Behold my score from Austin Summerfest:

MFJ-564 iambic paddle

I’ve had an iambic paddle on my ham radio grocery list for a while, and now I have one. I guess this means I have to get better at Morse Code to be able to use it frequently. Right?

All shined up and ready to go out.

Picked it up second-hand for about forty bucks. To make it mine, I removed the 1/4″ plug and soldered my own 1/8″ plug to make it compatible with my Yaesu FT-857. Then I tore it down and gave it a complete spit-shine with alcohol wipes, eyeglass cleaner, and a lot of polishing.

I noticed this paddle is representative of the mid-grade build quality of some MFJ products: the heavy metal base is merely chrome-plated, and some of the base has small pock-mark oxidation. The nylon insulators and pivots are a little worse for wear. Some of the adjustment screws could use a dot of threadlock to keep them from walking out of their loose tolerances. But, overall, it’s still solid and highly usable.

Piiiiinch For Looooong and Shoooort Beeps Aaaauuu-to-maaaa-tic-lyyy

To operate any paddle, you simply press sideways in one direction to make a “dit” and the other to make a “dah”. What makes this “iambic” is that there are two paddles, one for dit and one for dah, and if you squeeze both at the same time, you get an automatically-generated string of “dit-dah-dit-dah-dit-dah“, much like the iambic meter you find in poetry.

The paddle itself doesn’t generate beeps. It’s just a specialized switch. You need an external keyer to take the paddle inputs and generate an output for the radio. Luckily, most radios have a keyer circuit built-in. Mine has a bunch of options like key speed and ratio between dit and dah lengths (1:3 is common).

For the record, there is no hard rule for which direction on a paddle is dit or dah. That’s up to the individual to sort out what is comfortable. Many right-handed operators choose to put dit on the left and dah on the right. It can always be reversed by crossing the connectors or using the radio’s menu if it has that option.

Now that I have all I need to send code (a paddle and a straight key), my last obstacle is myself. Knowing how to send is half the equation: I need to learn how to copy code, to hear what someone else is sending and transcribe it (speed experts do it all mentally and even recognize whole words by sound). That’s the hard part, and there’s just no way for me to do it other than with lots of listening practice.

Wish me luck.


Most of you don’t know this, but I grew up in a seriously disadvantaged situation. From my 7th grade onward, my family lived in a housing project. Yes, we lived in “the projects”. For most of that time, we were the only white family in the entire neighborhood, and we had to endure our own unique hardships because of it.

I lost count of the number of bricks thrown through our windows inscribed with the words “Whitey go home.”

But I admit this much: systemically, we had an advantage on our neighbors. We didn’t have the burden of being people of color. I’ve heard of the phrase “twice as much effort, for half as much gain”, and I’ve seen it firsthand. Everyone in the hood struggled, but we were the few who got out.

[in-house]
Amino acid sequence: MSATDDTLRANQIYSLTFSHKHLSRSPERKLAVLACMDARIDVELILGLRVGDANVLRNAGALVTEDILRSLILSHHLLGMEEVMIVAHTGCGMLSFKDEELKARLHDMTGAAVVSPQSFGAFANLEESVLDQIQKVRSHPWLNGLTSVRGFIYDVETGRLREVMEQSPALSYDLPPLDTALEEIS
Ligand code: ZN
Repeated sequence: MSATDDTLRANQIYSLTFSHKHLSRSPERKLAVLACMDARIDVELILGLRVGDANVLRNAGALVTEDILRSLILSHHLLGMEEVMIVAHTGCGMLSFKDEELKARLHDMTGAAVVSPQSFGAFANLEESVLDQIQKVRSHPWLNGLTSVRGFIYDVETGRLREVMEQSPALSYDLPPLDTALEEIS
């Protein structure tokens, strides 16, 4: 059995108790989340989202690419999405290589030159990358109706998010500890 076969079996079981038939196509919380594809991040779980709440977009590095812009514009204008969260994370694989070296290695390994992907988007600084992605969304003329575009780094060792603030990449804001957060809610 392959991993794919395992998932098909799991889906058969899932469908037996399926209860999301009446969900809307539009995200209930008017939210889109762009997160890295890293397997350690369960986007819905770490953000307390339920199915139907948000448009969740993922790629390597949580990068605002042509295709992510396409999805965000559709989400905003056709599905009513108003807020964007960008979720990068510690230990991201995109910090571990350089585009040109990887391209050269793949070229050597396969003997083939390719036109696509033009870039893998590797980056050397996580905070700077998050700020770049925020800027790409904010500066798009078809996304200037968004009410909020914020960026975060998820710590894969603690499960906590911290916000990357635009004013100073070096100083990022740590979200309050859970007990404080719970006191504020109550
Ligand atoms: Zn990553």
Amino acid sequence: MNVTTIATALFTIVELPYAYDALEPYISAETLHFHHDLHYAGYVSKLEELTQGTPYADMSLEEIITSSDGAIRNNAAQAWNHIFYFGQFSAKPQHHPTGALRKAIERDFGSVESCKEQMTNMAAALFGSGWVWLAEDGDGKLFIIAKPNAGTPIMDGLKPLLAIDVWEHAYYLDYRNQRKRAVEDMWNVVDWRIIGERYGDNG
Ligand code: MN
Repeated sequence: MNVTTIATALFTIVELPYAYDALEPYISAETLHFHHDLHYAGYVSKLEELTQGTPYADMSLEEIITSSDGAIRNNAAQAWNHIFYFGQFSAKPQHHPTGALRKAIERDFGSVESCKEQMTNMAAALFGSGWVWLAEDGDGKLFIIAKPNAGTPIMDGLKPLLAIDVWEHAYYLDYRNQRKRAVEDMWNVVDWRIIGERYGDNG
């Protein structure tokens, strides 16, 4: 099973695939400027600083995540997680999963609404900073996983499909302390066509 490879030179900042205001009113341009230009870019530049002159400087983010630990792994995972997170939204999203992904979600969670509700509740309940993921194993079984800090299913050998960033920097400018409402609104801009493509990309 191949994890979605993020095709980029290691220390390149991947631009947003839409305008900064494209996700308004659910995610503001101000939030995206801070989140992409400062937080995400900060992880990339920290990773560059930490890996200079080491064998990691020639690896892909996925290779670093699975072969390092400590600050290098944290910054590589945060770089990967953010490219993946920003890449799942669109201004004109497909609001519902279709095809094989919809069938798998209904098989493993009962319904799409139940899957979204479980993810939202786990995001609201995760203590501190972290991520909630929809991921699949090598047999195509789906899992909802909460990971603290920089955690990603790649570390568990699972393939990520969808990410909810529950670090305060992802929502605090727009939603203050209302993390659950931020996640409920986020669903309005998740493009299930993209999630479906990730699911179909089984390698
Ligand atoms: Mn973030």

When I’m told by someone to check my privilege, this is where I come from.

I had a multitude of opportunities thrown at me to help me rise from my station and see the bigger world around me.

I was in a federal program called Upward Bound that aimed to lift kids out of disadvantaged situations and push them into college. I have this program to thank for showing me that I could make my way at OBU, despite all my hardships.

I had well-meaning people at my church go out of their way to pick me up, take me home, fund my trips to youth camps, in order to help me be a better person. Some had selfish interests, some were genuine. Most wanted to help this scrawny white kid out. And I appreciate every one of them for what they did.

Even after lifting me up out of the morass of being in a hostile scene, I still had to contend with the social competition of the white kids. I mostly lost, but I still showed up when I could.

They say adversity makes champions, but that only holds true for those whom all other advantage has been handed. The game is rigged, even for people like me for whom the game was written to win. Once you’re in a situation where you don’t have to struggle for food, shelter, and clothing, you get into a new struggle for the best diets, the classiest homes, and the most fashionable threads to give you an attractive advantage over your peers. The successful ones rise to the top like cream in vat of milk, like the most explosive gas in a fractional distillation column.

If you’re at the bottom of the needs pyramid and concerned about how to make your government assistance stretch until the end of the month, you’re not going to win.

So, yes, my privilege has been checked thoroughly. Thanks for asking.